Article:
Folliculitis is an irritating skin condition caused by bacteria that can occur all over the body. Various medical treatments may be able to halt the problem, but if you are looking for natural ways to combat your condition, there are herbal remedies that may cause fewer side effects than their medicinal counterparts.
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What is Folliculitis?
Folliculitis is an inflammation of hair follicles that can occur anywhere on the skin. Hair follicles can be irritated from clothing friction, an insect bite, shaving, or a host of other catalysts. The follicles are then infected with the bacteria staphyloccoccus aureus. Staphylococcus aureus is a spherical bacterium that is found in the nose and on the skin of many people. It is a common cause of infection and it can adapt to become resistant to many antibiotics. It can cause a rash, pimples, itching skin and genital lesions. Other potential causes of the condition are bacteria, fungi, impaired immunity and overuse of antibiotics.
Folliculitis and its tricky bacterial cause are often treated in one of three ways. You can use a topical antiseptic such as iodine and hydrogen peroxide to attempt to kill the bacteria and heal the rash. This is not effective in all cases unless it is accompanied by a course of an internal bacteria fighter. Prescription ointments with the antibiotics mupirocin or neomycin also can be used to attack the infection. If the folliculitis is resistant to the creams, a penicillinase-resistant penicillin can be used to conquer a tough case of the condition. The problem with antibiotics is that they may create stronger bacteria that are resistant to the medicine and can spread to cause other illnesses. It is this breeding of stronger bacteria that has caused many to look for alternative herbal remedies.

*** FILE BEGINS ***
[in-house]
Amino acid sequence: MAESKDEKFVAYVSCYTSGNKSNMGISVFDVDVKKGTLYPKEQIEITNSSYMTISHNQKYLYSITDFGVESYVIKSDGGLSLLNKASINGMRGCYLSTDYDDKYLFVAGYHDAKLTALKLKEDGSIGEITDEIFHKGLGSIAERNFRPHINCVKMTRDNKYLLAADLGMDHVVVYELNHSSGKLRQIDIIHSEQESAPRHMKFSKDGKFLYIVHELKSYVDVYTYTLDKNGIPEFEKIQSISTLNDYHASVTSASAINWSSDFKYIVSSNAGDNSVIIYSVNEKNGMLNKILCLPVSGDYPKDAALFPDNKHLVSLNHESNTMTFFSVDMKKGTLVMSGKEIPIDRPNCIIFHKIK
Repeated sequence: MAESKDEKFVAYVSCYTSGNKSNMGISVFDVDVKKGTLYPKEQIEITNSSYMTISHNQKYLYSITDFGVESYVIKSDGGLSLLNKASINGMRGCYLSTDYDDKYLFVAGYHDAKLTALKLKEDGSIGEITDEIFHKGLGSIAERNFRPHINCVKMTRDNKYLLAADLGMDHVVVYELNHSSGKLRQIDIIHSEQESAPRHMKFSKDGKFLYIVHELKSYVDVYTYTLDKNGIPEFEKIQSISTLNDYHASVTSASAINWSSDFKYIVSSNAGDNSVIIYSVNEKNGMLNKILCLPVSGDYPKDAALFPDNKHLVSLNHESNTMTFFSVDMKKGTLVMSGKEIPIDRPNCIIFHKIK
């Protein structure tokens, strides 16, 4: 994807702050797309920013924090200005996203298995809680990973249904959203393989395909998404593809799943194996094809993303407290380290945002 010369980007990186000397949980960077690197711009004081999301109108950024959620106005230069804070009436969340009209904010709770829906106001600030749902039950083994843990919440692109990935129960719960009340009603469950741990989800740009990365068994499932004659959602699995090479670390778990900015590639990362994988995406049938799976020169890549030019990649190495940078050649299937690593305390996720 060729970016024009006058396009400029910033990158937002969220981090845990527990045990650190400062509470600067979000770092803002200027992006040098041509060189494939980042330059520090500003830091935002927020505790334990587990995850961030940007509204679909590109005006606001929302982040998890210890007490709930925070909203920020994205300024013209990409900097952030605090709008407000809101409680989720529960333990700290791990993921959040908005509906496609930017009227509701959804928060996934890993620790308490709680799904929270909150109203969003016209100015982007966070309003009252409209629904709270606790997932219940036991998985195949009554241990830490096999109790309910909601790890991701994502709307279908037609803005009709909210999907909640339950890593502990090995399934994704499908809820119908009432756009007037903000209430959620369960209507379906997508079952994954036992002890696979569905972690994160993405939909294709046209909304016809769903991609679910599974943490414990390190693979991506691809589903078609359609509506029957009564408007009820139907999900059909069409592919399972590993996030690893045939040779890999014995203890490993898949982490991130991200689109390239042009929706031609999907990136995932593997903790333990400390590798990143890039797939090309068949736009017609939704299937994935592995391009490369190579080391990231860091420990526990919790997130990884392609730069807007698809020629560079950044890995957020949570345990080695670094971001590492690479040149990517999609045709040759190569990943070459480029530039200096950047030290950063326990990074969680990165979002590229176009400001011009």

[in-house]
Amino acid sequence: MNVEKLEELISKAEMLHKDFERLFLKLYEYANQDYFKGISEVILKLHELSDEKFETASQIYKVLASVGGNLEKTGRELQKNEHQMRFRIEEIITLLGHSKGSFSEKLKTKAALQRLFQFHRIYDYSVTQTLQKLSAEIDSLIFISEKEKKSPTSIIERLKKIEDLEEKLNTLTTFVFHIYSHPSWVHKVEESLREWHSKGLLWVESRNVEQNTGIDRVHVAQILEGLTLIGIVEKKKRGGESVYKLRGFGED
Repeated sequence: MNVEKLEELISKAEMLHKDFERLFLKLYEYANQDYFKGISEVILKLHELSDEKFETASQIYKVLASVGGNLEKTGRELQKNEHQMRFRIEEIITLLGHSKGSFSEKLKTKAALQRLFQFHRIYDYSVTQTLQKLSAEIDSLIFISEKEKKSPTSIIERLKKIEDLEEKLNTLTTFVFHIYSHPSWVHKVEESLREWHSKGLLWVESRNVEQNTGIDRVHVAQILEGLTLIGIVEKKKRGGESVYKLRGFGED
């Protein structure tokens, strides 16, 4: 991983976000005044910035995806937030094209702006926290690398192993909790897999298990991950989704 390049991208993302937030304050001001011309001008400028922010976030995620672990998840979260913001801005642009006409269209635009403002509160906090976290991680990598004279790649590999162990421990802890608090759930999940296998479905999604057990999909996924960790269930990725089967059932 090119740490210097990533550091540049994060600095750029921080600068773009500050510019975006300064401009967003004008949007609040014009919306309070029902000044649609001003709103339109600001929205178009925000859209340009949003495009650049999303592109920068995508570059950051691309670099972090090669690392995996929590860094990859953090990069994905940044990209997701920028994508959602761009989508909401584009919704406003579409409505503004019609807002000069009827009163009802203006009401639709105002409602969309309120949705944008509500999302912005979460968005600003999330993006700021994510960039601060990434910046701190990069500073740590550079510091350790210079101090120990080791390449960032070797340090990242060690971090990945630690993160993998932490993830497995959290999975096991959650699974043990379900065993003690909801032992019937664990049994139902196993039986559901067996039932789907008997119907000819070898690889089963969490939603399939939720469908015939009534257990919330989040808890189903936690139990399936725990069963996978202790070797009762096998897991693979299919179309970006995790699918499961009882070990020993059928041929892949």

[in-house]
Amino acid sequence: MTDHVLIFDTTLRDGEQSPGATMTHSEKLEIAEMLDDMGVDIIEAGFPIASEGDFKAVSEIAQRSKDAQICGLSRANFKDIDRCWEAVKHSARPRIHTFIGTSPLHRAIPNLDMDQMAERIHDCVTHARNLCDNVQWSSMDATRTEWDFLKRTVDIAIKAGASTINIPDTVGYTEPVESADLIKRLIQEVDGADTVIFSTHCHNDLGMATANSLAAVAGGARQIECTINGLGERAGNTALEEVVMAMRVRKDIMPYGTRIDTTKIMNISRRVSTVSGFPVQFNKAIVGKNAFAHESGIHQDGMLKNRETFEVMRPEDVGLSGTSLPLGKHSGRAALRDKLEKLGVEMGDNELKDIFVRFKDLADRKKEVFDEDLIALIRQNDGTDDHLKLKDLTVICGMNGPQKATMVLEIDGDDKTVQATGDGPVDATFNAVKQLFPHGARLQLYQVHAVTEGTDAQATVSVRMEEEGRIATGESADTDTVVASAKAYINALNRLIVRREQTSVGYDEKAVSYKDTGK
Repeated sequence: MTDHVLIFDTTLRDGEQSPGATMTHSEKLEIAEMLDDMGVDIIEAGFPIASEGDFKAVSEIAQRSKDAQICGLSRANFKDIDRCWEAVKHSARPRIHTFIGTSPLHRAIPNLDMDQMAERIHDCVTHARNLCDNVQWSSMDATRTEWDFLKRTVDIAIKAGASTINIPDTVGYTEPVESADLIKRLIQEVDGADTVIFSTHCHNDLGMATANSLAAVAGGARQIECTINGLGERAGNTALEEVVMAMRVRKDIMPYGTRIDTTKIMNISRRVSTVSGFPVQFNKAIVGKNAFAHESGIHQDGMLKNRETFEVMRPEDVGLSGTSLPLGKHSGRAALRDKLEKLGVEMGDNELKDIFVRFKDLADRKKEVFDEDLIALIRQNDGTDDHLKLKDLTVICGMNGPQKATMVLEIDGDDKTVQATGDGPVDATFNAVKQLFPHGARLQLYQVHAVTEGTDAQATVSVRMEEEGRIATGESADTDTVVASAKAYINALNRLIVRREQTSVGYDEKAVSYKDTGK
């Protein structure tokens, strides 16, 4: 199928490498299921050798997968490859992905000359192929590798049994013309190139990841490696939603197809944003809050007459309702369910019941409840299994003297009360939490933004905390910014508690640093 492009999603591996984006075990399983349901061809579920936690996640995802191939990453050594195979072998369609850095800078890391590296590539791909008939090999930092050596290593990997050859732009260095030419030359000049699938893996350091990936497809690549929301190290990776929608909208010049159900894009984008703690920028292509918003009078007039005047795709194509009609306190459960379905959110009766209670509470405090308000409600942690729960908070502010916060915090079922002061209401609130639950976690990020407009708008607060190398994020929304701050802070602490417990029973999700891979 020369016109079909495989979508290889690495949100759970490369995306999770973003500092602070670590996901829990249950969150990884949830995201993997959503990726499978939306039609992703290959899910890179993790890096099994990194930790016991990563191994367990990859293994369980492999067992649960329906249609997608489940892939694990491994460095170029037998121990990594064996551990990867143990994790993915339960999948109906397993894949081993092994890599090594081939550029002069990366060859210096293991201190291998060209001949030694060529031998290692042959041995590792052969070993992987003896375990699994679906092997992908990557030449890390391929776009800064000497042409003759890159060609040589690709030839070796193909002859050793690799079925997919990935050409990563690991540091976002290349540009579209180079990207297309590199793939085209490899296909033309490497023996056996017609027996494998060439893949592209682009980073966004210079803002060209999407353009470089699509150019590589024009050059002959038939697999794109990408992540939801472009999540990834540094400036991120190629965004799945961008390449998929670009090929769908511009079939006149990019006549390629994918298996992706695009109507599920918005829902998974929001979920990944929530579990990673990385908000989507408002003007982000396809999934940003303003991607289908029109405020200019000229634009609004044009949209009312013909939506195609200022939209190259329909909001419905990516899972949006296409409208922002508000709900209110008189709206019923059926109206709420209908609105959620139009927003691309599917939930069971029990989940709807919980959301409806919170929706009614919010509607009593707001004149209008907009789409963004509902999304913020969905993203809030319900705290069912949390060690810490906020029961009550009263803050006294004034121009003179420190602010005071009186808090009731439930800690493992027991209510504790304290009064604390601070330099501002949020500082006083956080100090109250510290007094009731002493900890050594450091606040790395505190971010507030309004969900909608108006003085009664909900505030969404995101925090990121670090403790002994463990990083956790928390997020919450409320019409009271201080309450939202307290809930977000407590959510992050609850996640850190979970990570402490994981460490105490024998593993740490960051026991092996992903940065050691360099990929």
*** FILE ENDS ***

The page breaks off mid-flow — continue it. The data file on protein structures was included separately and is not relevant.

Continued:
A cup of tea made from the herb Chinese rhubarb has been shown to heal folliculitis and to kill the staphyloccucus strain. The honeysuckle plant also can be helpful in the fight against the folliculitis-causing bacteria. It can be taken as an herbal decoction by combining 15 grams of dried honeysuckle flowers with 600 millilitres of water. Another common flowering plant, the chrysanthemum, has been used to improve clogged arteries, headaches, and to kill both the staphylococcus and streptococcus strains of bacteria. Take an herbal infusion of 5 grams of flowers per 200 millilitres of water to treat your bacteria internally.
A very common herbal antiseptic treatment is tea tree oil. This remedy has potent anti-fungal and antibacterial properties and it can be applied directly to the problematic area. Both the vaporised essential oil of lemon and a solution of the oil can kill off a strain of staphylococcus along with several other kinds of bacteria. This oil is a well-known antiseptic and there is a very high kill rate when it comes to any kind of bacteria being immersed in it for an extended period of time.
Do not take more doses of herbs than those recommended by a licensed herbalist or your doctor. Herbal remedies may cause allergic reactions or interactions with medications that you are taking. Consult your doctor before adding herbs to your routine.
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